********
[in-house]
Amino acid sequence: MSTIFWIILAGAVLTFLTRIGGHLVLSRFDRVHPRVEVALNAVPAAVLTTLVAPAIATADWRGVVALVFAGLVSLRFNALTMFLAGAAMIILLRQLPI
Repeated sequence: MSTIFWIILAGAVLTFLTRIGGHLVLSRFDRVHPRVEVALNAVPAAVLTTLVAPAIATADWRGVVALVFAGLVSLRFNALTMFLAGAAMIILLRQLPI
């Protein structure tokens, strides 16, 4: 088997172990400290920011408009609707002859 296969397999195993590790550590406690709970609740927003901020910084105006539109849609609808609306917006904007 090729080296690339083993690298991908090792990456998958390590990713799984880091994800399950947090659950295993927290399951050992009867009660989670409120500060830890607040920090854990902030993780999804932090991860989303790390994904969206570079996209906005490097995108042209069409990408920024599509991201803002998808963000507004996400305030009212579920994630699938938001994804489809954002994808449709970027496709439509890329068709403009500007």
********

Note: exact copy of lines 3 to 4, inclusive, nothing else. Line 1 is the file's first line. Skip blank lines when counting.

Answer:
Repeated sequence: MSTIFWIILAGAVLTFLTRIGGHLVLSRFDRVHPRVEVALNAVPAAVLTTLVAPAIATADWRGVVALVFAGLVSLRFNALTMFLAGAAMIILLRQLPI
């Protein structure tokens, strides 16, 4: 088997172990400290920011408009609707002859 296969397999195993590790550590406690709970609740927003901020910084105006539109849609609808609306917006904007 090729080296690339083993690298991908090792990456998958390590990713799984880091994800399950947090659950295993927290399951050992009867009660989670409120500060830890607040920090854990902030993780999804932090991860989303790390994904969206570079996209906005490097995108042209069409990408920024599509991201803002998808963000507004996400305030009212579920994630699938938001994804489809954002994808449709970027496709439509890329068709403009500007």